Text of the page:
Additionally, the circuit is designed so that it can distinguish between two classes of audio speakers. These classes can include a high-end speaker design that operates around ten watts per channel and a low-end system that operates around five watts per channel. High-end speakers have audio amplifiers built into the speaker cabinet while the low-end speaker system is driven by the amplifier built into the CPU 12. The low-end audio system uses a fixed equalizer to boost the low frequency for better bass response, and this causes audio performance degradation when the low-end audio CPU is connected with the high-end speakers. This problem is overcome in that another detection circuit is provided that protects the particular speaker load attached to the system. This allows the system to select the right frequency response for either the highend speakers or the low-end speakers.
The sensing circuit and amplifier of FIG. 3 includes a driving voltage VDD with the voltage difference being between VDD and ground. Further inputted in the detection circuit are a left amplification signal on input line 114 and a right amplification signal on input line 116. A reference voltage on line 118 is also provided. Another input signal is speaker detection enables signal DETENB_on line 110. Various output signals include the left channel output on line 22 and the right channel output on line 124. Further, there is a SENSE signal on line 112 determining whether to activate an amplifier section 94 for passive speakers or for active speakers.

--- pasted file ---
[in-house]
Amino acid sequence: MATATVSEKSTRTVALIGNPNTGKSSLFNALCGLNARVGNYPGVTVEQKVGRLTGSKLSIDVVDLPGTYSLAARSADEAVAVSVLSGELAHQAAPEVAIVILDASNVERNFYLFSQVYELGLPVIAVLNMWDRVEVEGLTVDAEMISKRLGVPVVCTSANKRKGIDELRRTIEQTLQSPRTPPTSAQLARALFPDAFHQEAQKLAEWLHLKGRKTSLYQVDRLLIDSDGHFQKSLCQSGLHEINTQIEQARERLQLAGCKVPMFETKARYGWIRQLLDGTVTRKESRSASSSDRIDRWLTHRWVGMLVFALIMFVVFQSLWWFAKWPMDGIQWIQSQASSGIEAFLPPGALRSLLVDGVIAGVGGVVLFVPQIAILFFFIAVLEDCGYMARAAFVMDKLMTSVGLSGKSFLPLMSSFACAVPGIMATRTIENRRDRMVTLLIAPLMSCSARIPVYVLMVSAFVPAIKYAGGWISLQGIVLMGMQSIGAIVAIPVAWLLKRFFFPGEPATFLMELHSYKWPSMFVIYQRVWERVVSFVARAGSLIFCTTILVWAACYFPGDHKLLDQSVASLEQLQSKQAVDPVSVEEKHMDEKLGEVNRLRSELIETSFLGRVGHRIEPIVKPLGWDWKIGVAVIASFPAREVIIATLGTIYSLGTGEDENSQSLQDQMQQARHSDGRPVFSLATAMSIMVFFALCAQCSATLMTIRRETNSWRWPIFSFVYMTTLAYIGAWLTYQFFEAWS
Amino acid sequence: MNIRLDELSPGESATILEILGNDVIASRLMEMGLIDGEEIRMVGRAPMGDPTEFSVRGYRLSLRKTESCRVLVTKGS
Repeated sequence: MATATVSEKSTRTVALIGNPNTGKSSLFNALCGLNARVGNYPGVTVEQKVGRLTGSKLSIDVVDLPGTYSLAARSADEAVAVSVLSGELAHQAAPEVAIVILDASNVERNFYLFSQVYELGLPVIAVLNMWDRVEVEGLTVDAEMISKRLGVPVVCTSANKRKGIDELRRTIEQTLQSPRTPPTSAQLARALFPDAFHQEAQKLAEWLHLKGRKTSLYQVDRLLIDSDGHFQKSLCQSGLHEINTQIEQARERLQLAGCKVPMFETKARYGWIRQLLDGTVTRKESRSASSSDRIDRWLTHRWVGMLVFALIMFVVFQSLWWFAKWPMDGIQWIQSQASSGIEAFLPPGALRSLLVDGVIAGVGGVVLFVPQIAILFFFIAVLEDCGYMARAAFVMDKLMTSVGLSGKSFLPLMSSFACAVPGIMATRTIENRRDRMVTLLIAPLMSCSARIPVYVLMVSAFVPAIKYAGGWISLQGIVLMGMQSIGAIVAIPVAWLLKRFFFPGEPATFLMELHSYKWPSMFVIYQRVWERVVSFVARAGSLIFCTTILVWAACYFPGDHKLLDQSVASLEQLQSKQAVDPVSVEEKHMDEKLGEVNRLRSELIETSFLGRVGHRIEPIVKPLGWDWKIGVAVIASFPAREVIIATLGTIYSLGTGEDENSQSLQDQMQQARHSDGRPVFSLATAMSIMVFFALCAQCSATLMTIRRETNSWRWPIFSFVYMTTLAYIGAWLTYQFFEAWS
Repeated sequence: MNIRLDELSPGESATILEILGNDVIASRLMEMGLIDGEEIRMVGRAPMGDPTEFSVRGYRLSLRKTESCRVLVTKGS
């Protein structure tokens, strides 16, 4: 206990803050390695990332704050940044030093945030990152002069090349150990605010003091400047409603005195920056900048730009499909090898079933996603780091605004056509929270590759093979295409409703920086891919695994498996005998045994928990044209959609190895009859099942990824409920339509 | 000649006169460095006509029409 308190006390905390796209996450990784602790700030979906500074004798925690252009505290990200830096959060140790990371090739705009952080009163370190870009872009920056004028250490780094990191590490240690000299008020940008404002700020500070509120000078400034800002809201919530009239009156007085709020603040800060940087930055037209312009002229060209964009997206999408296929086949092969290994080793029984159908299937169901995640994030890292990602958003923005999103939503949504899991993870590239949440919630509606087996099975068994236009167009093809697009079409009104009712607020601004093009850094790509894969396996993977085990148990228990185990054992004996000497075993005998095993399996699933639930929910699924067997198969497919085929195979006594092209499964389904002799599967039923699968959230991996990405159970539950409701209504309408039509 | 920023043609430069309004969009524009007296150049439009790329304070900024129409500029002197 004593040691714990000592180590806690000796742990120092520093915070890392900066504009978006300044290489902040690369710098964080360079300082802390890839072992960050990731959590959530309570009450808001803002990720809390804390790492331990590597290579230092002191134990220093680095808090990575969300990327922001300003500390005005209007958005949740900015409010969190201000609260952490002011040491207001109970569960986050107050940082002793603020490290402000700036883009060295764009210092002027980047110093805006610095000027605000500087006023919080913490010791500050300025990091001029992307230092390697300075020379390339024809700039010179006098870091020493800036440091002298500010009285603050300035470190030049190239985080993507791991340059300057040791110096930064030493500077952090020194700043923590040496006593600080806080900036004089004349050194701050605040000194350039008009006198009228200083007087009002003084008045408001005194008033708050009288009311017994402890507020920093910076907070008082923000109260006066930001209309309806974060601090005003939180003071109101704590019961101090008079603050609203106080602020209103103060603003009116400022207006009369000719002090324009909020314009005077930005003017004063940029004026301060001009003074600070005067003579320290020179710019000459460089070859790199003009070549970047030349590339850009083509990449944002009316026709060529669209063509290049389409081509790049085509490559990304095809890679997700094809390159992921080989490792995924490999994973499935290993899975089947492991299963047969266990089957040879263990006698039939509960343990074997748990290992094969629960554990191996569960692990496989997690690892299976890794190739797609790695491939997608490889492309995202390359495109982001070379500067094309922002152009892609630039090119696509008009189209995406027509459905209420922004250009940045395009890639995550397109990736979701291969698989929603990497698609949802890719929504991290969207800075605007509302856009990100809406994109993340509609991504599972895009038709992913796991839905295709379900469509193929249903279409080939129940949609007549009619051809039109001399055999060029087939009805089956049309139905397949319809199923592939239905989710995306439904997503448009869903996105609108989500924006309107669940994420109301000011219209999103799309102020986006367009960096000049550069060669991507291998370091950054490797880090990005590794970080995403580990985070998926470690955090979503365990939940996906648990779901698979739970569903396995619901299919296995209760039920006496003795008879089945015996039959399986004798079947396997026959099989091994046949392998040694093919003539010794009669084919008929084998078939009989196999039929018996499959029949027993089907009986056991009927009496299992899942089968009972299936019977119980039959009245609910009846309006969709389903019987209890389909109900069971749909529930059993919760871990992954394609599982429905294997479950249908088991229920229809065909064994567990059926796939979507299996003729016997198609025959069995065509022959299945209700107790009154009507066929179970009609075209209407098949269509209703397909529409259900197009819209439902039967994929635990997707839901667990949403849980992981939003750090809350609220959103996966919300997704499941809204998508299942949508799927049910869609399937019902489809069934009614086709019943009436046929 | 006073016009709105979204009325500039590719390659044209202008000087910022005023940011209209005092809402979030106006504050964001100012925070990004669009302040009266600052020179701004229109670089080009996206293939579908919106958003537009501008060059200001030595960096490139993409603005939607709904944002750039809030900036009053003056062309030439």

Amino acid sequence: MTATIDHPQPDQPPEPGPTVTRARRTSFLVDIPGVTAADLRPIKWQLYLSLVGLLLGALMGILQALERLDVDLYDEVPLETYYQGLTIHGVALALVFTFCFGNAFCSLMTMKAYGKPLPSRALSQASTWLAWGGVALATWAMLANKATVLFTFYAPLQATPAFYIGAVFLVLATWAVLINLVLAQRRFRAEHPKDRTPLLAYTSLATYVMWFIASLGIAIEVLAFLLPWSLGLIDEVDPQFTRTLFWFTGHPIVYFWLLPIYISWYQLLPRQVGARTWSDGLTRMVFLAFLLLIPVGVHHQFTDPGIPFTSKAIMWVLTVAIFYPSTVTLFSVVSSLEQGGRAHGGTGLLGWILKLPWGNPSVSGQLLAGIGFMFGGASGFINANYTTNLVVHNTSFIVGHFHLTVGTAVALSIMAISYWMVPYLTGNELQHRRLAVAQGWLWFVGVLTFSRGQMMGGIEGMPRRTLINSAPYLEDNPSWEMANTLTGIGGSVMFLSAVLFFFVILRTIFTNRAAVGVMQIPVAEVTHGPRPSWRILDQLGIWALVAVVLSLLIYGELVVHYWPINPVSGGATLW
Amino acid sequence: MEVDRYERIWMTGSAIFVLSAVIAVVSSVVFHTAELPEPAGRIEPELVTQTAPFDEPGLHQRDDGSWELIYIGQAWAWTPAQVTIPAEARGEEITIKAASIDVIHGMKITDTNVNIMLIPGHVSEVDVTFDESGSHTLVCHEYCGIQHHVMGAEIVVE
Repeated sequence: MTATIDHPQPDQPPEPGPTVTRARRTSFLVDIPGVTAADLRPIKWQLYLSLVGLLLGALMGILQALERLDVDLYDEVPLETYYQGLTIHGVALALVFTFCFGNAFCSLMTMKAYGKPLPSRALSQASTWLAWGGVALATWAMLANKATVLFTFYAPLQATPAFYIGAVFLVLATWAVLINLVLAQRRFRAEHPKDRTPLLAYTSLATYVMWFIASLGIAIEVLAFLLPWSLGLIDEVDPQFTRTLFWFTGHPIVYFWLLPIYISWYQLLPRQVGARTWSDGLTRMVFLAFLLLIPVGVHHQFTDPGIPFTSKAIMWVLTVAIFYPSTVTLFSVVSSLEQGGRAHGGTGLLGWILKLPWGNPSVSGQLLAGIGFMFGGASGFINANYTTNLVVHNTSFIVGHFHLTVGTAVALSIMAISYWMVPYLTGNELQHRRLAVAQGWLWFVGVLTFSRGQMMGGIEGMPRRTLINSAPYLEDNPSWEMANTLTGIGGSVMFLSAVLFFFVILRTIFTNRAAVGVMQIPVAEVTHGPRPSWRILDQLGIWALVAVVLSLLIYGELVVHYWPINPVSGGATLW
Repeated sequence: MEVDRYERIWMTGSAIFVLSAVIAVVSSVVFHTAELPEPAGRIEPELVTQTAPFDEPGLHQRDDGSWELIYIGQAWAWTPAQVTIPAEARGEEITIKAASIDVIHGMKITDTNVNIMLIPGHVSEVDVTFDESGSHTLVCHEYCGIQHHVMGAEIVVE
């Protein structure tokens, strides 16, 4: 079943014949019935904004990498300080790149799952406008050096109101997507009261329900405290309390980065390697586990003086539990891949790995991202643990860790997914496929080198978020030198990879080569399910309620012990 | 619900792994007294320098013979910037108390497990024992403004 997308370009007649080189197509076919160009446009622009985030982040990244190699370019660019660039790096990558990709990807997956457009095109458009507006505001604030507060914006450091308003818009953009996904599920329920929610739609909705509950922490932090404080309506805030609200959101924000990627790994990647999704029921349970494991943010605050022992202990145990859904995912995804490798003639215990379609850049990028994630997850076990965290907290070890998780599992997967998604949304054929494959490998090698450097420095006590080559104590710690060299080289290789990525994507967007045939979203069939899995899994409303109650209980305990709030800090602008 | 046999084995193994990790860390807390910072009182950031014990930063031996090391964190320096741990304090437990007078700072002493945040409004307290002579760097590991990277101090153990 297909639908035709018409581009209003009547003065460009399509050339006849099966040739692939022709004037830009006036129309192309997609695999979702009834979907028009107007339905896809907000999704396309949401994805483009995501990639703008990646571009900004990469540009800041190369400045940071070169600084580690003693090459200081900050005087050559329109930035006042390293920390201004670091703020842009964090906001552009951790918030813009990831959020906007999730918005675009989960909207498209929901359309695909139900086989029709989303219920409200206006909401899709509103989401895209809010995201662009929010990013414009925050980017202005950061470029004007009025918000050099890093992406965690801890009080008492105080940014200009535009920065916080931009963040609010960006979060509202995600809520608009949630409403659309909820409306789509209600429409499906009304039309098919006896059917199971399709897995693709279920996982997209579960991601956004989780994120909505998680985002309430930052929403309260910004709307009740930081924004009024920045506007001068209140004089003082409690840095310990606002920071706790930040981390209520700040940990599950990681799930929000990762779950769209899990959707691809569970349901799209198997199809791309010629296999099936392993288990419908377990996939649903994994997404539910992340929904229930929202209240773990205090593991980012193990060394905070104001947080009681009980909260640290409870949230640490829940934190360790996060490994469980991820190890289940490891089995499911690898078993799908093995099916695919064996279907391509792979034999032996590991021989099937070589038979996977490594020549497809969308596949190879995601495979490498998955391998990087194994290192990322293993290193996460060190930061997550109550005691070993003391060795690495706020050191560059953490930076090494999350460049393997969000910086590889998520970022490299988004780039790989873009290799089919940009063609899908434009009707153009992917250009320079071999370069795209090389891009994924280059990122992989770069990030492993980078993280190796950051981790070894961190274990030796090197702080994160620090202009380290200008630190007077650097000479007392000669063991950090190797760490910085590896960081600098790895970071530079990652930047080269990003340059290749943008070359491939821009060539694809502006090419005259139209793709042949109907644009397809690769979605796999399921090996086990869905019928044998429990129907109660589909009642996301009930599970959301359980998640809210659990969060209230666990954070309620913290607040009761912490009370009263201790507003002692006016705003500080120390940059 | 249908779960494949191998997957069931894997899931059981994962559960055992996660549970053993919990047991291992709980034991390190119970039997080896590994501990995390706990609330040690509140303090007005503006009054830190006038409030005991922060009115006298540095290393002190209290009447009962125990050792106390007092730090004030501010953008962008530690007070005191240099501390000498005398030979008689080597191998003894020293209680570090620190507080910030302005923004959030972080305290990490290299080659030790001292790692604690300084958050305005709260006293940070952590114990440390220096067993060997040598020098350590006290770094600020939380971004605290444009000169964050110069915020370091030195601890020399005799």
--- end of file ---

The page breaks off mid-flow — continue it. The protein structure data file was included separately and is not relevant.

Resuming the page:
The left channel input signal on line 114 proceeds to amplification section 94L, which is similar to the amplification section 94R used for the right channel input signal. The reference signal on line 118 leads to both input amplifiers U2. The amplified signals then proceed to a multiplexer 96 (U23). Both an amplified and unamplified signal from both the left channel and the right channel are sent to the multiplexer 96 for selecting between either the amplified or the unamplified signal based upon the type of speakers attached to the sound system. If actively driven speakers are attached, then the unamplified signals are channeled to the signal outputs 122,124 through the left channel (via R8) and the right, channel (via R6) respectively. Whereas, if passive speakers are attached to the sound system, then the amplified signala are channeled via the left and right channel, amplifier sections 94L and 94R respectively. The selected signals are directed through audio amplifier unit 98. Additionally, four switches, a transistor Q14, transistor Q15, transistor Q16, and transistor Q4 are provided together with transistors Q16, Q17 for the actual sensing and switching between passive and active speakers.